Mittwoch, 24. November 2010

Interview: Prof. James D. Hamilton, University of California, San Diego

James D. Hamilton is Professor of Economics at the University of California, San Diego.

What are the motives behind those who are unscrupulous trying to sabotage Fed’s attempts of “quantitative easing”?

I think the concern of many of the European critics may be related to the depreciation of the dollar itself rather than to the quantitative easing per se.  Within the United States, there is a lot of frustration with the financial crisis and the role that the Federal Reserve and banks are perceived by some to have played in that.  And the fact that the measures that the Fed is adopting are out of the ordinary may be another factor that causes some to have concerns.

The unemployment is too high. The inflation is too low. What needs to be done, in order to stimulate the economy?

I think the Fed’s quantitative easing was a reasonable attempt to stimulate the economy.  The U.S. Treasury could do something similar on its own even if political forces prevent the Fed from acting, by doing more of its borrowing with short-term rather than long-term debt.  There are also regulatory reforms that could be explored to lower the cost of hiring a worker and boost productivity.  But significant progress on unemployment will simply require more time.  I do not think we have very good policy options to change that reality.

There is a lot of talk of a “currency war” in these days. Isn’t there a better way to boost the demand on a global basis apart from a “competitive devaluation”?

I do not see this as a currency war or competitive devaluation.  The U.S. would like to see lower interest rates regardless of what happens to the exchange rate, because inflation is too low rather than too high here.  If other countries respond by lowering their own interest rates, that is perfectly consistent with U.S. objectives.  However, countries like China and Brazil do not want to see lower interest rates because they are in a different phase of the business cycle and do have concerns about inflation.  As long as that is the case, it actually is in everyone’s interest for the dollar to depreciate.  Moreover, from a longer run perspective, it just isn’t feasible for the U.S. to continue on forever with such huge trade deficits.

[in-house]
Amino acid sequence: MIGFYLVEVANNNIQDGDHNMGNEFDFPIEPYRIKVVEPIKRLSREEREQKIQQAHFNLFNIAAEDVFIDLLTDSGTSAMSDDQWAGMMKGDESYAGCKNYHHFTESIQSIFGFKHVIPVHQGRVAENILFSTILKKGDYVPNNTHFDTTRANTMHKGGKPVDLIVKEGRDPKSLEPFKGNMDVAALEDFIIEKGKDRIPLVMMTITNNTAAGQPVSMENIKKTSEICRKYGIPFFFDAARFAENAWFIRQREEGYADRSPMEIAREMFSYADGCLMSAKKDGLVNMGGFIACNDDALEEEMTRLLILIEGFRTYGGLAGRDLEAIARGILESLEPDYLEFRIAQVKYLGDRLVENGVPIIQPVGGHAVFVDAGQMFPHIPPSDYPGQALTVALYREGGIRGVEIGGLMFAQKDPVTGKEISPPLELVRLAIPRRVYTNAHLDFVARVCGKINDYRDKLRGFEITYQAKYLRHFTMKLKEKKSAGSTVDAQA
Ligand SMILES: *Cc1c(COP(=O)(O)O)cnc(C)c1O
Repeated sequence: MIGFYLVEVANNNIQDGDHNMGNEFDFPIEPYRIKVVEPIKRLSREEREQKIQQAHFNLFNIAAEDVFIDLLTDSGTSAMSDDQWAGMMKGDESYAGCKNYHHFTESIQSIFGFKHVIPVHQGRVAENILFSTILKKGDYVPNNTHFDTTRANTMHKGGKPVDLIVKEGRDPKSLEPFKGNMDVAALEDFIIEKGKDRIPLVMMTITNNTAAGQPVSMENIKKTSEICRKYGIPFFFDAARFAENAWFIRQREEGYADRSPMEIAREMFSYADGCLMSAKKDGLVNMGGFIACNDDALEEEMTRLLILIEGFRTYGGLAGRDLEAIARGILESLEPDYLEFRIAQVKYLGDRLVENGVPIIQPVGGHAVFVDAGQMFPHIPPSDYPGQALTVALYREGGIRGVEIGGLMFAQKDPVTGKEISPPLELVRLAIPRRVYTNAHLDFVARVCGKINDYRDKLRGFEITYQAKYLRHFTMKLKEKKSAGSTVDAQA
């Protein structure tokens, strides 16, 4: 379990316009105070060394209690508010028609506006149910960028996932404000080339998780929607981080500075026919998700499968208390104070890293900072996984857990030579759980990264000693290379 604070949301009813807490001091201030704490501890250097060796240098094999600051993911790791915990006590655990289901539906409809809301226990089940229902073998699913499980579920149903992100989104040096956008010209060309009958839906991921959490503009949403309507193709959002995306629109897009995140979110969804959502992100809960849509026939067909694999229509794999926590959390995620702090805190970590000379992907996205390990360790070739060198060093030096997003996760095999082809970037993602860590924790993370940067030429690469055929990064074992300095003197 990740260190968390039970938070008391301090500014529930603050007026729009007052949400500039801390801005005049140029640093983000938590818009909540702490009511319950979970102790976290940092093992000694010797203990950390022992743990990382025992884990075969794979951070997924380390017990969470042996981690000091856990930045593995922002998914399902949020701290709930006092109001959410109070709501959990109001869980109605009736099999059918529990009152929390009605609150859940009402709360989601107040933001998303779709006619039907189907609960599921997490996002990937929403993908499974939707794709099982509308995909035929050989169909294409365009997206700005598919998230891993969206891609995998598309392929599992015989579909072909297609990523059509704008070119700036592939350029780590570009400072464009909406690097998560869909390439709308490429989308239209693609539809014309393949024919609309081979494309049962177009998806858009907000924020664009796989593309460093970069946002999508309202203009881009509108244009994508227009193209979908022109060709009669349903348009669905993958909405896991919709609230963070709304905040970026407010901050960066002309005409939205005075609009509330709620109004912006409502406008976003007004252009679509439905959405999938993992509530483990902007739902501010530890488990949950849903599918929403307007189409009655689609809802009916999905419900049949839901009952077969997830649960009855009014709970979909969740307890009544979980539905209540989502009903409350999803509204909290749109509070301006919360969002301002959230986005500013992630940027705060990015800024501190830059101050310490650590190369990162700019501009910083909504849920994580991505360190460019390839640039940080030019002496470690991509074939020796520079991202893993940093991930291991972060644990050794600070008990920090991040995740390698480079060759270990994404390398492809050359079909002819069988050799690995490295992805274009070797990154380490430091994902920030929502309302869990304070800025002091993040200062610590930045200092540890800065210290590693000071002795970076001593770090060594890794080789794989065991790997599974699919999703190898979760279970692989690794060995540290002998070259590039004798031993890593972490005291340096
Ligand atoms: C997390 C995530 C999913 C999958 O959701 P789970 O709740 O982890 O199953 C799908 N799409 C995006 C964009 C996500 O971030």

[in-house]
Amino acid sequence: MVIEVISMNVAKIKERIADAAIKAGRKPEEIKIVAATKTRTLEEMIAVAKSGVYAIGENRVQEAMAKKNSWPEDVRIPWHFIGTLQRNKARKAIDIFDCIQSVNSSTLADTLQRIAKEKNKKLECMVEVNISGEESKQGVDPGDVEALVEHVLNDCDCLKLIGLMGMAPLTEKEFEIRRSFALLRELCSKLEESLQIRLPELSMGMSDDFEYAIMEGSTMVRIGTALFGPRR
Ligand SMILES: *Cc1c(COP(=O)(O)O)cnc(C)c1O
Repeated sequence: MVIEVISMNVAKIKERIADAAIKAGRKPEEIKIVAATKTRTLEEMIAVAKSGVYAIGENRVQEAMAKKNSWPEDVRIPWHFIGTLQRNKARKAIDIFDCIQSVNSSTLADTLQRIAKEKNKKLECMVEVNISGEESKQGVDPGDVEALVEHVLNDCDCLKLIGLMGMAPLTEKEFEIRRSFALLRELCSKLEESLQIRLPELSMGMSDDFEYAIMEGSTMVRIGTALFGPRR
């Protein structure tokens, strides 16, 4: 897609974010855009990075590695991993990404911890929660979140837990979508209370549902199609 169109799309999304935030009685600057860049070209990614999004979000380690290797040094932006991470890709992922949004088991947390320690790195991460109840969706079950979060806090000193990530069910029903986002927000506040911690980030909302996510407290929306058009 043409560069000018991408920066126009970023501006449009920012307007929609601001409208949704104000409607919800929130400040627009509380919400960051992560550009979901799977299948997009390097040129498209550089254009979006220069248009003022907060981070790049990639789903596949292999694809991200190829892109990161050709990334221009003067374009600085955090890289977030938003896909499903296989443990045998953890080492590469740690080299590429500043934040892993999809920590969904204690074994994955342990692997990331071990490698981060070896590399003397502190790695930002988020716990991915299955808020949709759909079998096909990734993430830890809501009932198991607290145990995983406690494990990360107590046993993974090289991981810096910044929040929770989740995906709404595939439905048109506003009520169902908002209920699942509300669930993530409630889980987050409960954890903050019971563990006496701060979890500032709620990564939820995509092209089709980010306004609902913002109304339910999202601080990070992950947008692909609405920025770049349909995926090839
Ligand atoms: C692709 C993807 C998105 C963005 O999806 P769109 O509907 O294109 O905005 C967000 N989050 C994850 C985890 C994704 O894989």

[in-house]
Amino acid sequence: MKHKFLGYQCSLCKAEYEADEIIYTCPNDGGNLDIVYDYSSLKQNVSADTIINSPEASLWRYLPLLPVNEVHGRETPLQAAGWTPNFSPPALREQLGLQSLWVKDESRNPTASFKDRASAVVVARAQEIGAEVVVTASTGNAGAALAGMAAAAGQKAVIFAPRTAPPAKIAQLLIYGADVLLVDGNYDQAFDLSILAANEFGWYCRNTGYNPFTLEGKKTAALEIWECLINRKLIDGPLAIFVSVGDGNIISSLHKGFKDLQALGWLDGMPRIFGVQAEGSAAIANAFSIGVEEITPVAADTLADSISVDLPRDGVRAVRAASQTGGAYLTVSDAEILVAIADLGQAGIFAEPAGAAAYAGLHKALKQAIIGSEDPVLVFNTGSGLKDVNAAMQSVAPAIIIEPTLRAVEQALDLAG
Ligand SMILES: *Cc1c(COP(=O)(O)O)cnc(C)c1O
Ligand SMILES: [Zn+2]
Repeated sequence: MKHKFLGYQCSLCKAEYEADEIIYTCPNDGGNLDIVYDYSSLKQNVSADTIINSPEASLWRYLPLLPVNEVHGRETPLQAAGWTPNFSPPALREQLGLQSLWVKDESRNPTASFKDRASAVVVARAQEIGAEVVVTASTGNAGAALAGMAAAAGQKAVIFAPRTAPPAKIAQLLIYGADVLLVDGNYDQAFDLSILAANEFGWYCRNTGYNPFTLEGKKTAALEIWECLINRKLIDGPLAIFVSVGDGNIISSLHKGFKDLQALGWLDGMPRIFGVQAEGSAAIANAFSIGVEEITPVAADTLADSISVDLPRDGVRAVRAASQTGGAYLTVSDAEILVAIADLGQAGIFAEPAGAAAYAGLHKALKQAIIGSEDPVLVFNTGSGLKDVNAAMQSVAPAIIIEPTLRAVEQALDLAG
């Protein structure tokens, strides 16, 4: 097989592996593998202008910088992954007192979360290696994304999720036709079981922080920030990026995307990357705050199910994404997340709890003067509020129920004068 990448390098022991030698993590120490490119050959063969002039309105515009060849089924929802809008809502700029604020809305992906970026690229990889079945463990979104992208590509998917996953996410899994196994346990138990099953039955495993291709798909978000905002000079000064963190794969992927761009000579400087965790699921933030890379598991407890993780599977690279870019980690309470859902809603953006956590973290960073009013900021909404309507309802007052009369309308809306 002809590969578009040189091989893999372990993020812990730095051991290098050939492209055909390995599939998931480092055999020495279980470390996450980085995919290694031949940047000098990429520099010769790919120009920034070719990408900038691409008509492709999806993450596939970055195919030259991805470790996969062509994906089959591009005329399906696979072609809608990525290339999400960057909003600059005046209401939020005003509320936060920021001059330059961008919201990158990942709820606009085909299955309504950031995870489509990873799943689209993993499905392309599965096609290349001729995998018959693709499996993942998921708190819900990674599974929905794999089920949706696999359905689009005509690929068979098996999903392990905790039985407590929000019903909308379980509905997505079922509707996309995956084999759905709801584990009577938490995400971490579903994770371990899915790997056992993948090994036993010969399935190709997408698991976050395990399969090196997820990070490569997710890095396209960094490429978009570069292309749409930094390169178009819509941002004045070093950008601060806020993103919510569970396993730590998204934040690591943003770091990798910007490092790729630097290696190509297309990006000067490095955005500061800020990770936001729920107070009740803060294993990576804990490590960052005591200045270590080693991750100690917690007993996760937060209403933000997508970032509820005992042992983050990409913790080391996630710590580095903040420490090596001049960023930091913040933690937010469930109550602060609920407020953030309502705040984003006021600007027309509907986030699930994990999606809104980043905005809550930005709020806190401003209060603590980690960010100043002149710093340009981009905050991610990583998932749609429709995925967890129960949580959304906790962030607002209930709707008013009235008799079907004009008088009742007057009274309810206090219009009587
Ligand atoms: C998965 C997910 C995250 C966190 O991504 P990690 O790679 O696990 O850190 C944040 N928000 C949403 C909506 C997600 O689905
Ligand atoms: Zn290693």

Thank you very much.

James D. Hamilton received his Ph.D. in Economics form the University of California at Berkeley in 1983. He has been a professor at the University of California, San Diego since 1992 and served as Chair of the Economics Department from 1999 to 2002. He is a Fellow of the Econometric Society and a Research Associate with the National Bureau of Economic Research and has been a visiting scholar at the Federal Reserve Board as well as the Federal Reserve Banks of Atlanta, New York and Richmond. His book Time Series Analysis is the leading graduate text on economic forecasting. Prof. Hamilton is co-author, with Menzie Chinn, of Econbrowser, a leading economic blog.

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